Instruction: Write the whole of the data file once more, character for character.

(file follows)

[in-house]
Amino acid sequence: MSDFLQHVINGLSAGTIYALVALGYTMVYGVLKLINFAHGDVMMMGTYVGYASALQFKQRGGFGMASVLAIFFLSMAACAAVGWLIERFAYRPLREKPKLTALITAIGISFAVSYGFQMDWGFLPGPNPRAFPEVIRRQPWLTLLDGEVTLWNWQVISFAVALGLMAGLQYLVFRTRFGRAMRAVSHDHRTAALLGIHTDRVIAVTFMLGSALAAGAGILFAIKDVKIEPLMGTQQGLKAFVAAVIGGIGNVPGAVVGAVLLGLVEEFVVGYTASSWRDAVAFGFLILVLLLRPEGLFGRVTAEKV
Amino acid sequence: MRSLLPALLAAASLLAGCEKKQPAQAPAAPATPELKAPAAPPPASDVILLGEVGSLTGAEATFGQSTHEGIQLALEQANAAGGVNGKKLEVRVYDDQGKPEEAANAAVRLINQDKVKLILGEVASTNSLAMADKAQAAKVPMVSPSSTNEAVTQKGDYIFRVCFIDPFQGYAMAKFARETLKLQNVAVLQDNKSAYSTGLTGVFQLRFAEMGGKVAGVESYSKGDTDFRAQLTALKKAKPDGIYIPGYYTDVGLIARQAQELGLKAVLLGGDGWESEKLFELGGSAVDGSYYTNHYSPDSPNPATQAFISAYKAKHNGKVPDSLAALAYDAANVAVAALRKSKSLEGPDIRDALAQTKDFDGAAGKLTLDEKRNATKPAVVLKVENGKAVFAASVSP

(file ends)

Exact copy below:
[in-house]
Amino acid sequence: MSDFLQHVINGLSAGTIYALVALGYTMVYGVLKLINFAHGDVMMMGTYVGYASALQFKQRGGFGMASVLAIFFLSMAACAAVGWLIERFAYRPLREKPKLTALITAIGISFAVSYGFQMDWGFLPGPNPRAFPEVIRRQPWLTLLDGEVTLWNWQVISFAVALGLMAGLQYLVFRTRFGRAMRAVSHDHRTAALLGIHTDRVIAVTFMLGSALAAGAGILFAIKDVKIEPLMGTQQGLKAFVAAVIGGIGNVPGAVVGAVLLGLVEEFVVGYTASSWRDAVAFGFLILVLLLRPEGLFGRVTAEKV
Amino acid sequence: MRSLLPALLAAASLLAGCEKKQPAQAPAAPATPELKAPAAPPPASDVILLGEVGSLTGAEATFGQSTHEGIQLALEQANAAGGVNGKKLEVRVYDDQGKPEEAANAAVRLINQDKVKLILGEVASTNSLAMADKAQAAKVPMVSPSSTNEAVTQKGDYIFRVCFIDPFQGYAMAKFARETLKLQNVAVLQDNKSAYSTGLTGVFQLRFAEMGGKVAGVESYSKGDTDFRAQLTALKKAKPDGIYIPGYYTDVGLIARQAQELGLKAVLLGGDGWESEKLFELGGSAVDGSYYTNHYSPDSPNPATQAFISAYKAKHNGKVPDSLAALAYDAANVAVAALRKSKSLEGPDIRDALAQTKDFDGAAGKLTLDEKRNATKPAVVLKVENGKAVFAASVSP